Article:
The U.S. will call off some $544 million in trade benefits by excluding Russia from the Generalized Preferential System, or GSP, which reduced import rates for developing states in order to boost their economy by trade, Vedomosti reported Thursday.
U.S. President Barack Obama informed Congress about the plan to remove these trade concessions on Wednesday last week, saying that Russia’s economy is developed enough to pay the full rate of taxes on goods exported to the U.S. In 2012 Russia received $544 million in tax breaks on different products within the GSP program.
U.S. National Security Council spokesperson Caitlin Hayden said that removing Russia from the GSP system was connected with the statement made by the World Bank during the summer of 2013, which assigned Russia the status of a country with a “high level of income.”
Initially the U.S. planned to cancel trade concessions for Russia from Jan. 1, 2016. However, “Russia’s actions regarding Ukraine, while not directly related to the president’s decisions regarding Russia’s eligibility for GSP benefits, make it particularly appropriate to take this step now,” said Caitlin Hayden, the AP reported.
In the meantime, Russia’s Economic Development Ministry said that the removal of Russia from the Generalized Preferential System will not have a great impact on Russian exports to the U.S.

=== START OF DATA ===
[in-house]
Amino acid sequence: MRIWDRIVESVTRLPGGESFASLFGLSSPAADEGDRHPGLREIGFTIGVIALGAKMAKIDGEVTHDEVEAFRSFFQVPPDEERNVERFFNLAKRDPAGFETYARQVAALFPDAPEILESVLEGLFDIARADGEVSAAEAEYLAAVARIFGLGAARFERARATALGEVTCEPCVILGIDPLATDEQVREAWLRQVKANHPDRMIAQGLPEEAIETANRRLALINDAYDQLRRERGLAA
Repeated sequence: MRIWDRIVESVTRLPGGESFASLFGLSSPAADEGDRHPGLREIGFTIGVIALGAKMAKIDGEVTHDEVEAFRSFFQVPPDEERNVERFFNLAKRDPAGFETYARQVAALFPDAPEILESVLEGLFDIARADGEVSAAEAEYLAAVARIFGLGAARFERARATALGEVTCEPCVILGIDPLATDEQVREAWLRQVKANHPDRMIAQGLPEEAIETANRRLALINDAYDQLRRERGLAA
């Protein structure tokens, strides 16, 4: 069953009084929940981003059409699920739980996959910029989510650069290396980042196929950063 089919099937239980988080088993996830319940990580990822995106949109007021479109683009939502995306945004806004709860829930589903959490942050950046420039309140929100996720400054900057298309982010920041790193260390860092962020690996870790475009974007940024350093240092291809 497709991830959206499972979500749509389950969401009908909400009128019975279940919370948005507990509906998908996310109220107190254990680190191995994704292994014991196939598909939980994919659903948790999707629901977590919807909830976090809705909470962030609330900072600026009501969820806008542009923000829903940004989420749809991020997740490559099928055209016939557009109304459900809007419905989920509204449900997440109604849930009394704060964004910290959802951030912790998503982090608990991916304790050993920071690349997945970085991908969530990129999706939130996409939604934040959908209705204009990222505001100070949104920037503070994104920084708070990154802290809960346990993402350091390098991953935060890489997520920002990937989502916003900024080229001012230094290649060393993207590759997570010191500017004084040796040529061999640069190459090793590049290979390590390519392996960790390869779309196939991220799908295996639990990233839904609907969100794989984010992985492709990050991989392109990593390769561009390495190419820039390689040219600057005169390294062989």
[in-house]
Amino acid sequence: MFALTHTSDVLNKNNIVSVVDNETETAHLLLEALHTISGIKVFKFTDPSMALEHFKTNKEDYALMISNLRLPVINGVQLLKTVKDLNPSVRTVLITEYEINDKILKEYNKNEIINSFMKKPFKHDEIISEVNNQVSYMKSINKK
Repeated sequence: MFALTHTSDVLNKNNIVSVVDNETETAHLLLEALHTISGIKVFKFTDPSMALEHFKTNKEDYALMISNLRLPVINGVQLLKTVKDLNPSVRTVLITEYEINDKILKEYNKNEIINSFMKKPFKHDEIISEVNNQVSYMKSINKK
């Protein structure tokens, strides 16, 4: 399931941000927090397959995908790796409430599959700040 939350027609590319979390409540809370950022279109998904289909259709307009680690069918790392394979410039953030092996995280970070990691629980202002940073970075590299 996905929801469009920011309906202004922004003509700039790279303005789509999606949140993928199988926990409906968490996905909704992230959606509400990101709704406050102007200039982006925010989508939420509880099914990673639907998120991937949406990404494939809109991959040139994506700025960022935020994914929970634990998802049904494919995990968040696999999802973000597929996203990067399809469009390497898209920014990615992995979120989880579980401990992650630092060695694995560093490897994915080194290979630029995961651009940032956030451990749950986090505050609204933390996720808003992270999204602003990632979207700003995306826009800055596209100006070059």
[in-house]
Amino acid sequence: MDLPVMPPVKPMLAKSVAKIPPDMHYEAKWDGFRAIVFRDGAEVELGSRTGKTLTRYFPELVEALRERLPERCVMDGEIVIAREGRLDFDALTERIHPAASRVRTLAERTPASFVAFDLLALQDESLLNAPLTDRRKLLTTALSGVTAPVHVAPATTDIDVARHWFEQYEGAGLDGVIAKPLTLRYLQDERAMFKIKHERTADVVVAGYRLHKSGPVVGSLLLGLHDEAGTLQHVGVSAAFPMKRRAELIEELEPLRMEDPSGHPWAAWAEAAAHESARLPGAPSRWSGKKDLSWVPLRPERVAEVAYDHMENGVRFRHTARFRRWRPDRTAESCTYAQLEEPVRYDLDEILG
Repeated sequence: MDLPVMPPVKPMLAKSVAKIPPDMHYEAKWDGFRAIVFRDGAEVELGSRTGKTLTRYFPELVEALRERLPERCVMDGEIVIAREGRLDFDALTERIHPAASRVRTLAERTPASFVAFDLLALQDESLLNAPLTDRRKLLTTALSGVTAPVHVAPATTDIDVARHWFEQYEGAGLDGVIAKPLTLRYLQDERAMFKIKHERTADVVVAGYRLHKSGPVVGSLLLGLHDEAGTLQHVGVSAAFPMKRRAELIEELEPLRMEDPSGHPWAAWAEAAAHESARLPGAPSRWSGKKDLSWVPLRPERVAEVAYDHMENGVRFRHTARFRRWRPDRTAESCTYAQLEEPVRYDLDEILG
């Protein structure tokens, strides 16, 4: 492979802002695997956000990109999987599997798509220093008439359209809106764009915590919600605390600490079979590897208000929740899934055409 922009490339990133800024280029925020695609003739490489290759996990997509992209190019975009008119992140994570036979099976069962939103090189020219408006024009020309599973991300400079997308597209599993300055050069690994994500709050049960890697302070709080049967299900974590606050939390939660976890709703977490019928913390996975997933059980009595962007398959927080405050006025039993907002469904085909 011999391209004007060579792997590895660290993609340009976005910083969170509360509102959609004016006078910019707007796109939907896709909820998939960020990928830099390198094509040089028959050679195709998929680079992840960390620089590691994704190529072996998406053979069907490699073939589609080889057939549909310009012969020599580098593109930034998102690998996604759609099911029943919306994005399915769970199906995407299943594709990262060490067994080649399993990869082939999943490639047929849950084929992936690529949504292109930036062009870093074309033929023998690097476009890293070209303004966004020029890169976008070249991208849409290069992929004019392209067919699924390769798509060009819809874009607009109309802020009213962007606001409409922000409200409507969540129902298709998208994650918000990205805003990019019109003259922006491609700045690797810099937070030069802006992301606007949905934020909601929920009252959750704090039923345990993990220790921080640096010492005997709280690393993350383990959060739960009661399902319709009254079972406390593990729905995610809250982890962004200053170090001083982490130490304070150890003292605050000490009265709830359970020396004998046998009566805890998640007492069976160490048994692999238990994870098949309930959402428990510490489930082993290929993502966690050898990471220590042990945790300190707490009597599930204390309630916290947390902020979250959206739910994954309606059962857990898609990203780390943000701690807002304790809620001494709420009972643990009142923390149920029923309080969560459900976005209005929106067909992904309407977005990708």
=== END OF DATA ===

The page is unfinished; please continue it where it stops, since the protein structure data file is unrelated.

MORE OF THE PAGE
“The GSP program does not bring any more particular benefits to the Russian export as a whole or to specific producers,” a spokesperson from the Ministry of Economic Development told Itar-Tass.
The ministry’s press office added that the preferential system is beneficial for the U.S. as well, as it allows local companies to buy products from abroad at low prices. The Economic Development Ministry also noted that the GSP system usually includes goods which are either in deficit or do not exist in the U.S.
A government official from the Russian Trade Promotion Office told RIA Novosti that it was highly unlikely that Russia will stop exporting specific goods to the U.S. after the removal of trade benefits, as the country will still keep its competitive advantages in a number of trade areas, especially in the field of primary resources and metals.